The company is excited about its new agreement to launch the Cirrus Shanghai Sales Center with the Shanghai AVMall International Trading Co., Ltd. This will be the first authorized Cirrus sales and support center in the Chinese marketplace.
Li Linhai, who will oversee Cirrus’ Shanghai operation, is manager of government-owned Qianyuan, China’s first private flight club. The name Qianyuan, translated in English as “Frontier,” has special meaning. In November 2003, Linhai became China’s first private citizen to obtain ownership in a private GA aircraft, a four-seat Robinson helicopter.
Shanghai is known for its centralized geographic location and its strength as a center for commerce and finance. Other aircraft OEMs have made significant inroads into China’s budding aviation market, and Cirrus plans to compete.
Peter Claeys, the regional sales director who oversees Cirrus sales in China and Southeast Asia, said his group is working to obtain a “validation” of type certificate for the Cirrus aircraft series in China. A validation is a prerequisite for the application of airworthiness certificates granted by China’s governing aviation organization, which is known as the Civil Aviation Authority of China.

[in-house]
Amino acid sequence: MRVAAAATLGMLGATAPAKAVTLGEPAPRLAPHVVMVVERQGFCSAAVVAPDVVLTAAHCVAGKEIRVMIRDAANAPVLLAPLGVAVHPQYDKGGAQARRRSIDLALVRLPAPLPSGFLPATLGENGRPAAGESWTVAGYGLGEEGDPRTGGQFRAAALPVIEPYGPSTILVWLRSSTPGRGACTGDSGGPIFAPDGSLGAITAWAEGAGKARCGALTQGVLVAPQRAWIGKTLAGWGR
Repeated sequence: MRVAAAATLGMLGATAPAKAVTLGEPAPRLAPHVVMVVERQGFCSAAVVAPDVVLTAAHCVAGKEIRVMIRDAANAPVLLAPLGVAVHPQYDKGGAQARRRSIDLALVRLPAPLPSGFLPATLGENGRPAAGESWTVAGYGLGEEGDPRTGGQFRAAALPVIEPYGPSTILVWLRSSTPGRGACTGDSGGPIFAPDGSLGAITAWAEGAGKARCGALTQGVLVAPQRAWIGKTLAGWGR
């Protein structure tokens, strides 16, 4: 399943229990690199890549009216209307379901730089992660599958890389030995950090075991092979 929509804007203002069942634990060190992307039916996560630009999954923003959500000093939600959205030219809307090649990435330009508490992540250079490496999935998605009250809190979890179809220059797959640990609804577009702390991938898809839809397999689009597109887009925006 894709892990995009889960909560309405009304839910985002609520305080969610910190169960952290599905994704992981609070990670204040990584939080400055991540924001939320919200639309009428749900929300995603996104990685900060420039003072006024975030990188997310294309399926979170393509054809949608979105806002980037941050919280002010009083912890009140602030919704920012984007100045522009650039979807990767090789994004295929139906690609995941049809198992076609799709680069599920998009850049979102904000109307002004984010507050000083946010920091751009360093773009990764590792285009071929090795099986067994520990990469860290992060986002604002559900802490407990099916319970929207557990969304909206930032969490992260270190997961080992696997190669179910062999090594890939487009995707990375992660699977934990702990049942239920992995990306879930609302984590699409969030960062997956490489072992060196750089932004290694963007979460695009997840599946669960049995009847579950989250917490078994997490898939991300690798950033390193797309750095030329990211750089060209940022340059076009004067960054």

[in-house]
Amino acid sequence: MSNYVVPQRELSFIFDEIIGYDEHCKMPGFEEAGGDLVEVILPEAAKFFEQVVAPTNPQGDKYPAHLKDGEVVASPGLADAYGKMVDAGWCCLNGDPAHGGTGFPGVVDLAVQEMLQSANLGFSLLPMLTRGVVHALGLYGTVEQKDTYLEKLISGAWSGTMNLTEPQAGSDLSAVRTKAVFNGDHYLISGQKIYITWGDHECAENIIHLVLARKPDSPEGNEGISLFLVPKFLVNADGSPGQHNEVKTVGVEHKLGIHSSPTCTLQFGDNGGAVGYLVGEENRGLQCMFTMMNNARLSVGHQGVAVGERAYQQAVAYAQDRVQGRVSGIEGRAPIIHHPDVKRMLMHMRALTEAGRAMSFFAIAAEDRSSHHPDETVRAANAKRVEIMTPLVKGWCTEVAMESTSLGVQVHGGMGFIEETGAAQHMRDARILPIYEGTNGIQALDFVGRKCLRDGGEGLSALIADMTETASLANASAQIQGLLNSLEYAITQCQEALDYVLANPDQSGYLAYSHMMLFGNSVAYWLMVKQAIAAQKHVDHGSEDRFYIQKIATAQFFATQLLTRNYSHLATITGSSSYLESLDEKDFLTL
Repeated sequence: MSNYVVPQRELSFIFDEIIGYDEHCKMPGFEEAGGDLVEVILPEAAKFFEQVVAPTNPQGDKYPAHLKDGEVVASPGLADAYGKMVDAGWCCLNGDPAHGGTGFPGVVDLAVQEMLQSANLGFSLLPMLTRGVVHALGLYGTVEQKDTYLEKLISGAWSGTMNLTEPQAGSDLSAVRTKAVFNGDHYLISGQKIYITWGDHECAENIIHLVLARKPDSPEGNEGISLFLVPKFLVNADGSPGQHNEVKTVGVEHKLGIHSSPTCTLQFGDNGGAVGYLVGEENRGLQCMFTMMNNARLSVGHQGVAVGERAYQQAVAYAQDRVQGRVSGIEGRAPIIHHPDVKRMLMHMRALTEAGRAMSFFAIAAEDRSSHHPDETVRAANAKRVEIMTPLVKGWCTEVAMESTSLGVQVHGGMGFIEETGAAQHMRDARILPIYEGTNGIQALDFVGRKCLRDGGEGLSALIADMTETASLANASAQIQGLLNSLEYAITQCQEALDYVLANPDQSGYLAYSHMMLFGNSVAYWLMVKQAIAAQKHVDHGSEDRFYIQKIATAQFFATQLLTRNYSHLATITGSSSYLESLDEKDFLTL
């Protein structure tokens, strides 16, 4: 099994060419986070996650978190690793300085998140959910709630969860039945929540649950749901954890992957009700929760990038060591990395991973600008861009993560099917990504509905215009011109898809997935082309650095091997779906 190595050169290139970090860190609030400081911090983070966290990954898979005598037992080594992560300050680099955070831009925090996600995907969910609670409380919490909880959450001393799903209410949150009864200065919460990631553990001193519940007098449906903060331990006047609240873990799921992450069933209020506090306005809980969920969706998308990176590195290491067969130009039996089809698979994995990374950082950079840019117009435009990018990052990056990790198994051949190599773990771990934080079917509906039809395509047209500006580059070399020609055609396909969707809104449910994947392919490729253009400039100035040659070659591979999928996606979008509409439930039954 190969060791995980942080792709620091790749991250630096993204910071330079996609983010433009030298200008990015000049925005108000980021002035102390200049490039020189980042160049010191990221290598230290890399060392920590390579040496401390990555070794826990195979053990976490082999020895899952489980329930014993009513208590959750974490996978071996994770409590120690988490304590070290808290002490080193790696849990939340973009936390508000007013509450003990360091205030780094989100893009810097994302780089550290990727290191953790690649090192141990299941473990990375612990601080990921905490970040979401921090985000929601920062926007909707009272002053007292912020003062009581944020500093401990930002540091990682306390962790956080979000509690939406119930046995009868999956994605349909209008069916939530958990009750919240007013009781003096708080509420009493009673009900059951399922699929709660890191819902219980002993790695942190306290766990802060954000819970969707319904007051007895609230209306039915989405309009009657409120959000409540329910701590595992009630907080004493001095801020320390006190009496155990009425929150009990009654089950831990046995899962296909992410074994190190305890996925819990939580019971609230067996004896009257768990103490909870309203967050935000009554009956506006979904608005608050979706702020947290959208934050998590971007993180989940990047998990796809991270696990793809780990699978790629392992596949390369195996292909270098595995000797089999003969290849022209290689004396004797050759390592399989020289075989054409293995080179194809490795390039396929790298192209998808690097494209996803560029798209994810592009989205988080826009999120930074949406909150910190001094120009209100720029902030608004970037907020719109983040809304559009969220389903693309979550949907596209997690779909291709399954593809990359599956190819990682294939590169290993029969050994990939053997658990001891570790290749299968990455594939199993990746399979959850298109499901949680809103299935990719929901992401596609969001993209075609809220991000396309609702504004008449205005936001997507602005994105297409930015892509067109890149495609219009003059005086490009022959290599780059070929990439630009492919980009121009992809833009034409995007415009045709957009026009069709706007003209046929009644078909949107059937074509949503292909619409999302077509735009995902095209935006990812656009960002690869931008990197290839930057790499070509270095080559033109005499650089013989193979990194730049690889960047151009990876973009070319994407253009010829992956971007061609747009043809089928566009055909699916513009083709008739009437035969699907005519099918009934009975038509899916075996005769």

“Entering the potentially enormous Chinese marketplace has been severely restricted for private aircraft OEMs,” Claeys said. “According to the CAAC, less than 100 privately-owned aircraft exist on the Chinese mainland, in contrast to 200,000 in the U.S.”
China is the world’s most populous country with more than 1.3 billion people. Prior to May 2003, before China’s Regulation on Flight Control of General Aviation took effect, the government prohibited airplane ownership licenses for individuals.
“We see the personal transportation airplane concept developing in the market, much the same way the automotive industry grew in China,” Claeys said. “The Chinese market appreciates state-of-the-art technology and has a desire for quality imported products. China is forecast to become the second-largest aviation market by 2020.”
Cirrus and other aircraft OEMs are positioned to take advantage of unprecedented growth in China. Once China’s GA regulations are in place and the market grows, Cirrus will expand to accommodate not only aircraft sales but also aircraft support.
Overall, Cirrus has grown its direct sales forces across North America and internationally as well. Today, they have sales centers across South America, and in Australia, New Zealand, South Africa, Mexico, the Caribbean and Russia.